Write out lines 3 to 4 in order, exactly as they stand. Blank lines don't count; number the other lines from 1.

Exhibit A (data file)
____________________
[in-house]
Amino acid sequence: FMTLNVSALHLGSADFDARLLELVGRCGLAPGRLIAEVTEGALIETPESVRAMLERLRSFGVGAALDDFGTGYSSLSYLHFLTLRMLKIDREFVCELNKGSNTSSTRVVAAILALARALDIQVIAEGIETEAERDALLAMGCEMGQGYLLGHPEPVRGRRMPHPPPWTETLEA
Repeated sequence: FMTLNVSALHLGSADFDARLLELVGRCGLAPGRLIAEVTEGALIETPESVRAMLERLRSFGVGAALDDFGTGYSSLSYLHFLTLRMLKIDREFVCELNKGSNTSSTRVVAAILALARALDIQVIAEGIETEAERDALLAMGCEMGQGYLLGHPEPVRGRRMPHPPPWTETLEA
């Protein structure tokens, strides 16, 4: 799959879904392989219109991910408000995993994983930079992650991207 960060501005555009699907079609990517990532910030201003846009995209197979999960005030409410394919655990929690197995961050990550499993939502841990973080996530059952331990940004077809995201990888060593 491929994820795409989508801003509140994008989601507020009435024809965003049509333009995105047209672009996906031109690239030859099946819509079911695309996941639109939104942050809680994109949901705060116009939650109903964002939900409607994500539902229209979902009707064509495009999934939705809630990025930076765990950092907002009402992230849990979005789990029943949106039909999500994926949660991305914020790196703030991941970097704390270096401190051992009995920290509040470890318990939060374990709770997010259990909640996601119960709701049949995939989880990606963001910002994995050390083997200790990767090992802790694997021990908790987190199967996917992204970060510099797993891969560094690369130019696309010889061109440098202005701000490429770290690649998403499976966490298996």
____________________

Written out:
Repeated sequence: FMTLNVSALHLGSADFDARLLELVGRCGLAPGRLIAEVTEGALIETPESVRAMLERLRSFGVGAALDDFGTGYSSLSYLHFLTLRMLKIDREFVCELNKGSNTSSTRVVAAILALARALDIQVIAEGIETEAERDALLAMGCEMGQGYLLGHPEPVRGRRMPHPPPWTETLEA
């Protein structure tokens, strides 16, 4: 799959879904392989219109991910408000995993994983930079992650991207 960060501005555009699907079609990517990532910030201003846009995209197979999960005030409410394919655990929690197995961050990550499993939502841990973080996530059952331990940004077809995201990888060593 491929994820795409989508801003509140994008989601507020009435024809965003049509333009995105047209672009996906031109690239030859099946819509079911695309996941639109939104942050809680994109949901705060116009939650109903964002939900409607994500539902229209979902009707064509495009999934939705809630990025930076765990950092907002009402992230849990979005789990029943949106039909999500994926949660991305914020790196703030991941970097704390270096401190051992009995920290509040470890318990939060374990709770997010259990909640996601119960709701049949995939989880990606963001910002994995050390083997200790990767090992802790694997021990908790987190199967996917992204970060510099797993891969560094690369130019696309010889061109440098202005701000490429770290690649998403499976966490298996």